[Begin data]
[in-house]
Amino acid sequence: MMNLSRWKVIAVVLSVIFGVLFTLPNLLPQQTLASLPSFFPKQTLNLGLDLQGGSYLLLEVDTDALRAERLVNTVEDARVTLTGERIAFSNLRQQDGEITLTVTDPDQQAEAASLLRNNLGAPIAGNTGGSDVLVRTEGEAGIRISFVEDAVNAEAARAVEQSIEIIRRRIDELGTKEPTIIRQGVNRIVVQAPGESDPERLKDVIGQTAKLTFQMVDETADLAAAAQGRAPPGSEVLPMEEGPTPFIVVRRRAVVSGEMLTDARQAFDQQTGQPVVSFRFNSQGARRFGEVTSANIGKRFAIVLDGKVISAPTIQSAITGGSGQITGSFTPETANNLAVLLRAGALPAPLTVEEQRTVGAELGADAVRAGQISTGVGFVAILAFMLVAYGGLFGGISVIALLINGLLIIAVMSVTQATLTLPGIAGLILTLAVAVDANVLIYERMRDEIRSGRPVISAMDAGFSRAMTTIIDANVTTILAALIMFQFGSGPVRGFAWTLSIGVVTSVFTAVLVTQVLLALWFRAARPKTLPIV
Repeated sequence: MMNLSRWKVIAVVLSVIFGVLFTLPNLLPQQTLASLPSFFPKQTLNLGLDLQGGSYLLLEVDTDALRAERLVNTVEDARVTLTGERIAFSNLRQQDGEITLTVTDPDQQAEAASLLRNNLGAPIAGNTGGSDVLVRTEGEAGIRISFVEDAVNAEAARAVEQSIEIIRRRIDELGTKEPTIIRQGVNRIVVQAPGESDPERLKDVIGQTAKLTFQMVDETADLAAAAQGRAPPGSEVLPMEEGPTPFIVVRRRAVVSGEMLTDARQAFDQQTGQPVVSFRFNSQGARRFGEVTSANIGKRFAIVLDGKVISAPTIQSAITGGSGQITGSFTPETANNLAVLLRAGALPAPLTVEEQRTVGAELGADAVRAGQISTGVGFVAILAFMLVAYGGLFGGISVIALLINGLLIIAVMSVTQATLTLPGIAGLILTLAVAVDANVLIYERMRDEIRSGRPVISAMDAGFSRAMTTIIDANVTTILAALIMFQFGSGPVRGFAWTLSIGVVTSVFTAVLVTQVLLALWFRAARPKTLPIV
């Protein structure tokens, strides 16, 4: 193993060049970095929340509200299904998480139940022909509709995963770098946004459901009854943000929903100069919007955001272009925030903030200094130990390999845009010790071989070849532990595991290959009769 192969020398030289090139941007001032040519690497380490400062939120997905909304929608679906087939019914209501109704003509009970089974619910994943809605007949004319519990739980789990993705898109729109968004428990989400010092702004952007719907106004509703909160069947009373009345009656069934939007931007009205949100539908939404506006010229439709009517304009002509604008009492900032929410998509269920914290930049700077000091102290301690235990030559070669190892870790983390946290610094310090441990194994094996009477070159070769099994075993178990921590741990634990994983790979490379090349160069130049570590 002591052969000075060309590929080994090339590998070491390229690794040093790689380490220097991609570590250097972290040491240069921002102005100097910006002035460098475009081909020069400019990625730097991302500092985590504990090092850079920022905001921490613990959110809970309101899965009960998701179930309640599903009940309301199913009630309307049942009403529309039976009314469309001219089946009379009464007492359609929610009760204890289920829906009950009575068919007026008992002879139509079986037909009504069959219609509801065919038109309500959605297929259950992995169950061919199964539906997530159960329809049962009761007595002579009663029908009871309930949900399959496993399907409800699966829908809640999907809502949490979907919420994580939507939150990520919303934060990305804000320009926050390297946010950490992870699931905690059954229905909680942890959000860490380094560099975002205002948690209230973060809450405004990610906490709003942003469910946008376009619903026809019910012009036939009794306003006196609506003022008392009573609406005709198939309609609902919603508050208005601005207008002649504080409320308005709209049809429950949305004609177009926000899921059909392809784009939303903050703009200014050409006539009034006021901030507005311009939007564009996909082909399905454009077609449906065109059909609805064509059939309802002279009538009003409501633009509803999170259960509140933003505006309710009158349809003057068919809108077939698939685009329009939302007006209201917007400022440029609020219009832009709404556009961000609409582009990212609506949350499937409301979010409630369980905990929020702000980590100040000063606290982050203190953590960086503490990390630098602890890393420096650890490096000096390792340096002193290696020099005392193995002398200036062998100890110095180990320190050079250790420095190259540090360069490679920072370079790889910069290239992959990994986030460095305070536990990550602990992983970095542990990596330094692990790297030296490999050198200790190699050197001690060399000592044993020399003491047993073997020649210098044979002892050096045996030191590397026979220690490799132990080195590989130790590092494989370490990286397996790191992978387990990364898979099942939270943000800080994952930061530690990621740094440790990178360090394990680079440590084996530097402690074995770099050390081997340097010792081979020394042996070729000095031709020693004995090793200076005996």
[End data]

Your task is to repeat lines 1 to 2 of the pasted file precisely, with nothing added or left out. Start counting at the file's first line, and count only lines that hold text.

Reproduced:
[in-house]
Amino acid sequence: MMNLSRWKVIAVVLSVIFGVLFTLPNLLPQQTLASLPSFFPKQTLNLGLDLQGGSYLLLEVDTDALRAERLVNTVEDARVTLTGERIAFSNLRQQDGEITLTVTDPDQQAEAASLLRNNLGAPIAGNTGGSDVLVRTEGEAGIRISFVEDAVNAEAARAVEQSIEIIRRRIDELGTKEPTIIRQGVNRIVVQAPGESDPERLKDVIGQTAKLTFQMVDETADLAAAAQGRAPPGSEVLPMEEGPTPFIVVRRRAVVSGEMLTDARQAFDQQTGQPVVSFRFNSQGARRFGEVTSANIGKRFAIVLDGKVISAPTIQSAITGGSGQITGSFTPETANNLAVLLRAGALPAPLTVEEQRTVGAELGADAVRAGQISTGVGFVAILAFMLVAYGGLFGGISVIALLINGLLIIAVMSVTQATLTLPGIAGLILTLAVAVDANVLIYERMRDEIRSGRPVISAMDAGFSRAMTTIIDANVTTILAALIMFQFGSGPVRGFAWTLSIGVVTSVFTAVLVTQVLLALWFRAARPKTLPIV